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How social media is helping one new indie to thrive

The number of independent fashion retailers has been in steady decline for years and, faced with rising costs and slowing footfall, many new businesses struggle to stay the course. But a new shop in the small village of East Boldon, just north of Sunderland, is bucking the trend.

Simon Whitaker outside Master Debonair

Simon Whitaker outside Master Debonair

Simon Whitaker outside Master Debonair

Simon Whitaker founded Master Debonair online in March 2016, selling brands such as Marc Darcy, Claudio Luigi and Guide London. He opened the shop in April.

Master Debonair

Since then, it has enjoyed phenomenal success. It has more than 35,000 followers on Facebook, while the shop has become a destination for menswear aficionados and regularly attracts customers from as far afield as as London, Dundee, Liverpool and Essex. Master Debonair is already set to make a profit in its first year, on sales in the seven-figure mark.

Whitaker believes this early success is thanks in part to a general malaise with the high street. “Guys are looking for something a little bit different,” he says. “People are constantly talking about how we compare to the high street retailers, saying they’re bland, boring.”

His customers are seeking a more unique look, and Whitaker takes full advantage of this by styling different looks and promoting them on social media. “We create a lot of looks and a lot of styles on Facebook and the website, and they want that look. Womenswear [indies] have been doing that for years. Now I think guys are starting to experiment more.”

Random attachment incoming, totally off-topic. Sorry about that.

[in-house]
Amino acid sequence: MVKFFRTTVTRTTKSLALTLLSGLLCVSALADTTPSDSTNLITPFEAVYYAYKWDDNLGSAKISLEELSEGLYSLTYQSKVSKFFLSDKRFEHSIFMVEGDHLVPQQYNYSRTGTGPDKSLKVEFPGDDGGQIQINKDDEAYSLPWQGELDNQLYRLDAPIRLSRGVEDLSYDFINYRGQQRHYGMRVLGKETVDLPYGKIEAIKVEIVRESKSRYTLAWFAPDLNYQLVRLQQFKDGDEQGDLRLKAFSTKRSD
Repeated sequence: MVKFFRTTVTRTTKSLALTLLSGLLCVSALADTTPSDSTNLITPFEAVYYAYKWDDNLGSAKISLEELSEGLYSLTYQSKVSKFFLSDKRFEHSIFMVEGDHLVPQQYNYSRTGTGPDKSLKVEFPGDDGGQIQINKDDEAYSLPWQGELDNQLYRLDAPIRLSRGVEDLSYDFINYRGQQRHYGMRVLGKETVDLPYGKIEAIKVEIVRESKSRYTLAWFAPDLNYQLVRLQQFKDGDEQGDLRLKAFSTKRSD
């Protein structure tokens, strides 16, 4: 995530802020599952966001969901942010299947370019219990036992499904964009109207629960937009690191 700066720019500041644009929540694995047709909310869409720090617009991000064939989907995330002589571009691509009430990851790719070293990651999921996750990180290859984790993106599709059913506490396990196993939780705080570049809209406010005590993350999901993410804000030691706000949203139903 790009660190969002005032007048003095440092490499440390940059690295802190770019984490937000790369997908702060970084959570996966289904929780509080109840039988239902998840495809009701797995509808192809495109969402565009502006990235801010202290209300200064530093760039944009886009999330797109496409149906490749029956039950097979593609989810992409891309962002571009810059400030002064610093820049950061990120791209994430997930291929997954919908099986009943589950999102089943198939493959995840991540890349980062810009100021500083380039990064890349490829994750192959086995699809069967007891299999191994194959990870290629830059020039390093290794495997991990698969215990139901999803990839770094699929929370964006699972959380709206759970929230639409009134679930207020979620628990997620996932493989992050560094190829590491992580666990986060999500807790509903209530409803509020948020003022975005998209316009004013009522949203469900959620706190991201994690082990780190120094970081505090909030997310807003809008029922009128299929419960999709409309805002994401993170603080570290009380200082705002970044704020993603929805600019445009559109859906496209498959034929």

With over 35,000 likes on Facebook and a slick website, Master Debonair has built a powerful online presence. However, it was the opening of the bricks-and-mortar shop that triggered the business’s rapid growth. When it opened, Master Debonair’s online sales quadrupled.

Master Debonair

The shop is situated in Simon’s local village and was designed by his wife, Eve, and a friend. The interior is a twist on the classic menswear look, featuring bowler hat lights and reclaimed leather armchairs.

The relatively remote location has turned out to be part of its draw. “Some of the feedback has been that people are delighted they don’t have to go into a city centre to shop,” explains Whitaker. 

Master Debonair

He believes another reason for the shop’s early success is its customer engagement via social media. “Facebook is the face of the brand,” he says. “For us it’s about the persona. Looking at some of our competitors, it’s all about pushing out the product and that doesn’t work. There has to be a dialogue there.

“We haven’t gone and created something that isn’t us. The words that come out on Facebook are how I would speak – it’s a different approach to the high street.”

While the business is less than a year old, Master Debonair’s success is such that they are already considering how to expand. ”We get asked every week whether we have shops in London, Birmingham, Leeds, Manchester,” says Whitaker. But he adds: ”We are looking to grow the business, but we’re not looking at more shops. I believe people will continue to travel to us.” 

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